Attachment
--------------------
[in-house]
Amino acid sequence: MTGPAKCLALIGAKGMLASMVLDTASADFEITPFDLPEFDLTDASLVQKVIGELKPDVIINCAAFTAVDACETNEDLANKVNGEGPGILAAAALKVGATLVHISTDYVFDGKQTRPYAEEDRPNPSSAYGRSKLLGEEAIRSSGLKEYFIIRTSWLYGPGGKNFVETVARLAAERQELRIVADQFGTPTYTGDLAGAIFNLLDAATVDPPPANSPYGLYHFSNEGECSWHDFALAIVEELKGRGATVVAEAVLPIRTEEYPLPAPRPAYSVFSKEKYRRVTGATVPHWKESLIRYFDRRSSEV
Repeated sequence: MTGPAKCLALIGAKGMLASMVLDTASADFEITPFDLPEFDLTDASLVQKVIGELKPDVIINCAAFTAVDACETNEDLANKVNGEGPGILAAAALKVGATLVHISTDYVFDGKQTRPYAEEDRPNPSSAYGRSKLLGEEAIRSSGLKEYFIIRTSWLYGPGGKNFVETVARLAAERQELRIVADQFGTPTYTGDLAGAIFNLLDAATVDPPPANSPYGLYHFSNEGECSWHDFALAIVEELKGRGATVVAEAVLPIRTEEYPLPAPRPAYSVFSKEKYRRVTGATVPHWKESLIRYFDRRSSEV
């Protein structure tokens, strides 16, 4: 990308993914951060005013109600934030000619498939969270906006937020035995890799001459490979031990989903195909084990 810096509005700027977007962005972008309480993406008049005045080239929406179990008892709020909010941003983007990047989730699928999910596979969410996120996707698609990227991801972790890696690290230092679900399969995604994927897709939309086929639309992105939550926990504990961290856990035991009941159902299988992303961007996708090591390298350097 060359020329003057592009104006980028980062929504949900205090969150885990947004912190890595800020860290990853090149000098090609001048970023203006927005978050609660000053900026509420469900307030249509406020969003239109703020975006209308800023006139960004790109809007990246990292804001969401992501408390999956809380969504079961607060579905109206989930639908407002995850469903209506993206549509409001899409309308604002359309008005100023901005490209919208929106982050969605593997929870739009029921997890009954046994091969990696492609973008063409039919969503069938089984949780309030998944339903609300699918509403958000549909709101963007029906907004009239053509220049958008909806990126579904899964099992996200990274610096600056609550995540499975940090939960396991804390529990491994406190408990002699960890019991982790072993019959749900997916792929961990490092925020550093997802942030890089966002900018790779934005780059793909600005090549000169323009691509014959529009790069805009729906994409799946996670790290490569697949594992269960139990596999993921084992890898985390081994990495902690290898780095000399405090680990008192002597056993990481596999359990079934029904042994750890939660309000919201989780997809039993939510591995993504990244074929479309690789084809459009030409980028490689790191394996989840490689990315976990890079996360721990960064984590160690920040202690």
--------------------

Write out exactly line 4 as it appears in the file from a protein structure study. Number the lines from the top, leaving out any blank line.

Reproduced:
């Protein structure tokens, strides 16, 4: 990308993914951060005013109600934030000619498939969270906006937020035995890799001459490979031990989903195909084990 810096509005700027977007962005972008309480993406008049005045080239929406179990008892709020909010941003983007990047989730699928999910596979969410996120996707698609990227991801972790890696690290230092679900399969995604994927897709939309086929639309992105939550926990504990961290856990035991009941159902299988992303961007996708090591390298350097 060359020329003057592009104006980028980062929504949900205090969150885990947004912190890595800020860290990853090149000098090609001048970023203006927005978050609660000053900026509420469900307030249509406020969003239109703020975006209308800023006139960004790109809007990246990292804001969401992501408390999956809380969504079961607060579905109206989930639908407002995850469903209506993206549509409001899409309308604002359309008005100023901005490209919208929106982050969605593997929870739009029921997890009954046994091969990696492609973008063409039919969503069938089984949780309030998944339903609300699918509403958000549909709101963007029906907004009239053509220049958008909806990126579904899964099992996200990274610096600056609550995540499975940090939960396991804390529990491994406190408990002699960890019991982790072993019959749900997916792929961990490092925020550093997802942030890089966002900018790779934005780059793909600005090549000169323009691509014959529009790069805009729906994409799946996670790290490569697949594992269960139990596999993921084992890898985390081994990495902690290898780095000399405090680990008192002597056993990481596999359990079934029904042994750890939660309000919201989780997809039993939510591995993504990244074929479309690789084809459009030409980028490689790191394996989840490689990315976990890079996360721990960064984590160690920040202690």